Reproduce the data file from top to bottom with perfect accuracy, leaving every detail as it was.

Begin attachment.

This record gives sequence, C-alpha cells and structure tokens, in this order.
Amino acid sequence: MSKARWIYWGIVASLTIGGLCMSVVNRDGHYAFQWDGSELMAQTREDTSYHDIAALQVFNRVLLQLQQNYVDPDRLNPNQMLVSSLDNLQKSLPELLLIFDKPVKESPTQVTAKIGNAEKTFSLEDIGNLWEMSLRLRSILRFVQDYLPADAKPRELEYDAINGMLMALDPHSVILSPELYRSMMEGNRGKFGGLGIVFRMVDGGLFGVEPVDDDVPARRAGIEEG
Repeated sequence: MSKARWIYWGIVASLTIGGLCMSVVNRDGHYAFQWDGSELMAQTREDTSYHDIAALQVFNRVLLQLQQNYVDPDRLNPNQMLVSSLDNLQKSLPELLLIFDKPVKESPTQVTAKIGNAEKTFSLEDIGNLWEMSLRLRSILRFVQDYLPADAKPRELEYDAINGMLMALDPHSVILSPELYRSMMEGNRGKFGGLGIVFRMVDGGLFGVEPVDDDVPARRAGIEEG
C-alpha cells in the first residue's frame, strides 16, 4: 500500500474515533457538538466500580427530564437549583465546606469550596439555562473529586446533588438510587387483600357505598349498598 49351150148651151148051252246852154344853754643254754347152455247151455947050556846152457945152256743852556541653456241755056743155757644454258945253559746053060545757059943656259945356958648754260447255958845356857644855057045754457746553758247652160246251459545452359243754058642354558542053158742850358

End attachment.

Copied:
This record gives sequence, C-alpha cells and structure tokens, in this order.
Amino acid sequence: MSKARWIYWGIVASLTIGGLCMSVVNRDGHYAFQWDGSELMAQTREDTSYHDIAALQVFNRVLLQLQQNYVDPDRLNPNQMLVSSLDNLQKSLPELLLIFDKPVKESPTQVTAKIGNAEKTFSLEDIGNLWEMSLRLRSILRFVQDYLPADAKPRELEYDAINGMLMALDPHSVILSPELYRSMMEGNRGKFGGLGIVFRMVDGGLFGVEPVDDDVPARRAGIEEG
Repeated sequence: MSKARWIYWGIVASLTIGGLCMSVVNRDGHYAFQWDGSELMAQTREDTSYHDIAALQVFNRVLLQLQQNYVDPDRLNPNQMLVSSLDNLQKSLPELLLIFDKPVKESPTQVTAKIGNAEKTFSLEDIGNLWEMSLRLRSILRFVQDYLPADAKPRELEYDAINGMLMALDPHSVILSPELYRSMMEGNRGKFGGLGIVFRMVDGGLFGVEPVDDDVPARRAGIEEG
C-alpha cells in the first residue's frame, strides 16, 4: 500500500474515533457538538466500580427530564437549583465546606469550596439555562473529586446533588438510587387483600357505598349498598 49351150148651151148051252246852154344853754643254754347152455247151455947050556846152457945152256743852556541653456241755056743155757644454258945253559746053060545757059943656259945356958648754260447255958845356857644855057045754457746553758247652160246251459545452359243754058642354558542053158742850358